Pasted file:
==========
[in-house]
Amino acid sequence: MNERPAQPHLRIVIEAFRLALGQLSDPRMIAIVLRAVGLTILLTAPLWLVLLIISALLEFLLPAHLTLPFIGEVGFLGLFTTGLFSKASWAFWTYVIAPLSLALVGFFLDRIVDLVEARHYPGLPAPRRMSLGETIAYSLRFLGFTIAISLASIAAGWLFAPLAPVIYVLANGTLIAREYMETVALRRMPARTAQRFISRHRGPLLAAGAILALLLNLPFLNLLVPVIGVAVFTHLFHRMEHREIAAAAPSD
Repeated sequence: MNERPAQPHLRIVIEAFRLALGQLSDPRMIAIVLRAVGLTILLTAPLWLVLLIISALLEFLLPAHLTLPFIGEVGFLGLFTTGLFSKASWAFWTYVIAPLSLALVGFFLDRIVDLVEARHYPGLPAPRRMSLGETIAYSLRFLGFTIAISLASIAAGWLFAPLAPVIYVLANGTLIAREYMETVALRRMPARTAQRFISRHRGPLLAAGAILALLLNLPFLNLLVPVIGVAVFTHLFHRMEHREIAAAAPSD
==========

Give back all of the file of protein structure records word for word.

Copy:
[in-house]
Amino acid sequence: MNERPAQPHLRIVIEAFRLALGQLSDPRMIAIVLRAVGLTILLTAPLWLVLLIISALLEFLLPAHLTLPFIGEVGFLGLFTTGLFSKASWAFWTYVIAPLSLALVGFFLDRIVDLVEARHYPGLPAPRRMSLGETIAYSLRFLGFTIAISLASIAAGWLFAPLAPVIYVLANGTLIAREYMETVALRRMPARTAQRFISRHRGPLLAAGAILALLLNLPFLNLLVPVIGVAVFTHLFHRMEHREIAAAAPSD
Repeated sequence: MNERPAQPHLRIVIEAFRLALGQLSDPRMIAIVLRAVGLTILLTAPLWLVLLIISALLEFLLPAHLTLPFIGEVGFLGLFTTGLFSKASWAFWTYVIAPLSLALVGFFLDRIVDLVEARHYPGLPAPRRMSLGETIAYSLRFLGFTIAISLASIAAGWLFAPLAPVIYVLANGTLIAREYMETVALRRMPARTAQRFISRHRGPLLAAGAILALLLNLPFLNLLVPVIGVAVFTHLFHRMEHREIAAAAPSD